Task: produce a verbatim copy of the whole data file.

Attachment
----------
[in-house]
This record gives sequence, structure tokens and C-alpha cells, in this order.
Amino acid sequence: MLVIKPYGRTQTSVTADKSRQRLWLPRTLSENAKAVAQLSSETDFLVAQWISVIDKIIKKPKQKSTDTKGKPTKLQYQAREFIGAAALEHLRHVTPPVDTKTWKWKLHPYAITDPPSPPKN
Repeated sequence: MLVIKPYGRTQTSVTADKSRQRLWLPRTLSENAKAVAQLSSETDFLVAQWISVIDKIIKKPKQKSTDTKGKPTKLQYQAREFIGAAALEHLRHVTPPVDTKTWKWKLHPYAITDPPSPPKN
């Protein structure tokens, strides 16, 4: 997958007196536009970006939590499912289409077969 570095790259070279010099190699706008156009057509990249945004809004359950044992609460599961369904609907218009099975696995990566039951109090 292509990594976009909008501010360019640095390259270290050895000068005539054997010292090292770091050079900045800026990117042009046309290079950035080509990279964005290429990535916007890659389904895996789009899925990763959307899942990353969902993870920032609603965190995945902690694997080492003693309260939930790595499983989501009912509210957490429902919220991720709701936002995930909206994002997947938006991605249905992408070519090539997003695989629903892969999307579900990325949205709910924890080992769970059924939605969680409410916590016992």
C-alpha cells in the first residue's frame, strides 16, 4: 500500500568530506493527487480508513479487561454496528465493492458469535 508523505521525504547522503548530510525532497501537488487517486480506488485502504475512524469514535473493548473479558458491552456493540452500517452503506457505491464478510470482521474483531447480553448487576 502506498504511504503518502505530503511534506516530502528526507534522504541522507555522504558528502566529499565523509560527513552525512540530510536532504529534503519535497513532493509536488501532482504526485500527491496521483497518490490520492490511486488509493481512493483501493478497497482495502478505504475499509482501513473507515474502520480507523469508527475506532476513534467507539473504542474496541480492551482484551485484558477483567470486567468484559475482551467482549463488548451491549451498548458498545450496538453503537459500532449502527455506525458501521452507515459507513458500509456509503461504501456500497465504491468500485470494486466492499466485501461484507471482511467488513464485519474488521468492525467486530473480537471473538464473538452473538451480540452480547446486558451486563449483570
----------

[in-house]
This record gives sequence, structure tokens and C-alpha cells, in this order.
Amino acid sequence: MLVIKPYGRTQTSVTADKSRQRLWLPRTLSENAKAVAQLSSETDFLVAQWISVIDKIIKKPKQKSTDTKGKPTKLQYQAREFIGAAALEHLRHVTPPVDTKTWKWKLHPYAITDPPSPPKN
Repeated sequence: MLVIKPYGRTQTSVTADKSRQRLWLPRTLSENAKAVAQLSSETDFLVAQWISVIDKIIKKPKQKSTDTKGKPTKLQYQAREFIGAAALEHLRHVTPPVDTKTWKWKLHPYAITDPPSPPKN
């Protein structure tokens, strides 16, 4: 997958007196536009970006939590499912289409077969 570095790259070279010099190699706008156009057509990249945004809004359950044992609460599961369904609907218009099975696995990566039951109090 292509990594976009909008501010360019640095390259270290050895000068005539054997010292090292770091050079900045800026990117042009046309290079950035080509990279964005290429990535916007890659389904895996789009899925990763959307899942990353969902993870920032609603965190995945902690694997080492003693309260939930790595499983989501009912509210957490429902919220991720709701936002995930909206994002997947938006991605249905992408070519090539997003695989629903892969999307579900990325949205709910924890080992769970059924939605969680409410916590016992």
C-alpha cells in the first residue's frame, strides 16, 4: 500500500568530506493527487480508513479487561454496528465493492458469535 508523505521525504547522503548530510525532497501537488487517486480506488485502504475512524469514535473493548473479558458491552456493540452500517452503506457505491464478510470482521474483531447480553448487576 502506498504511504503518502505530503511534506516530502528526507534522504541522507555522504558528502566529499565523509560527513552525512540530510536532504529534503519535497513532493509536488501532482504526485500527491496521483497518490490520492490511486488509493481512493483501493478497497482495502478505504475499509482501513473507515474502520480507523469508527475506532476513534467507539473504542474496541480492551482484551485484558477483567470486567468484559475482551467482549463488548451491549451498548458498545450496538453503537459500532449502527455506525458501521452507515459507513458500509456509503461504501456500497465504491468500485470494486466492499466485501461484507471482511467488513464485519474488521468492525467486530473480537471473538464473538452473538451480540452480547446486558451486563449483570